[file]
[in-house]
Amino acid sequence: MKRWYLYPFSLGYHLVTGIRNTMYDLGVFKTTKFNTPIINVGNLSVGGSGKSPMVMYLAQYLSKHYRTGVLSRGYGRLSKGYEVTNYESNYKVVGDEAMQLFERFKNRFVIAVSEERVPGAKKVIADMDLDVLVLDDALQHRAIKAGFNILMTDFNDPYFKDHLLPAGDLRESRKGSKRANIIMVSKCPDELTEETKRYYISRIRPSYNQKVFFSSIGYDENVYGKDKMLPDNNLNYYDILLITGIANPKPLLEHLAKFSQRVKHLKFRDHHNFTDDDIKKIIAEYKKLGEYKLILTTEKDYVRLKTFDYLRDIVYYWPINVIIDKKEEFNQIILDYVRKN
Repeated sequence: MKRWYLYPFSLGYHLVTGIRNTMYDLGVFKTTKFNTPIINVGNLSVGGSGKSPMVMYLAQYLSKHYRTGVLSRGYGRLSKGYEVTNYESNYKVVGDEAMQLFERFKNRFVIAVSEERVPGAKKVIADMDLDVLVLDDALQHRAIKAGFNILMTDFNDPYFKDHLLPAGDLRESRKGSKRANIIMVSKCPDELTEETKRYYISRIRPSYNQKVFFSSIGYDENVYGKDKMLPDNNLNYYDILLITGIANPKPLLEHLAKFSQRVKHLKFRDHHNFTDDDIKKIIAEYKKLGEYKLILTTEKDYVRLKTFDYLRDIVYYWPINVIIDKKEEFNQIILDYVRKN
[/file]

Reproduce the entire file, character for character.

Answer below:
[in-house]
Amino acid sequence: MKRWYLYPFSLGYHLVTGIRNTMYDLGVFKTTKFNTPIINVGNLSVGGSGKSPMVMYLAQYLSKHYRTGVLSRGYGRLSKGYEVTNYESNYKVVGDEAMQLFERFKNRFVIAVSEERVPGAKKVIADMDLDVLVLDDALQHRAIKAGFNILMTDFNDPYFKDHLLPAGDLRESRKGSKRANIIMVSKCPDELTEETKRYYISRIRPSYNQKVFFSSIGYDENVYGKDKMLPDNNLNYYDILLITGIANPKPLLEHLAKFSQRVKHLKFRDHHNFTDDDIKKIIAEYKKLGEYKLILTTEKDYVRLKTFDYLRDIVYYWPINVIIDKKEEFNQIILDYVRKN
Repeated sequence: MKRWYLYPFSLGYHLVTGIRNTMYDLGVFKTTKFNTPIINVGNLSVGGSGKSPMVMYLAQYLSKHYRTGVLSRGYGRLSKGYEVTNYESNYKVVGDEAMQLFERFKNRFVIAVSEERVPGAKKVIADMDLDVLVLDDALQHRAIKAGFNILMTDFNDPYFKDHLLPAGDLRESRKGSKRANIIMVSKCPDELTEETKRYYISRIRPSYNQKVFFSSIGYDENVYGKDKMLPDNNLNYYDILLITGIANPKPLLEHLAKFSQRVKHLKFRDHHNFTDDDIKKIIAEYKKLGEYKLILTTEKDYVRLKTFDYLRDIVYYWPINVIIDKKEEFNQIILDYVRKN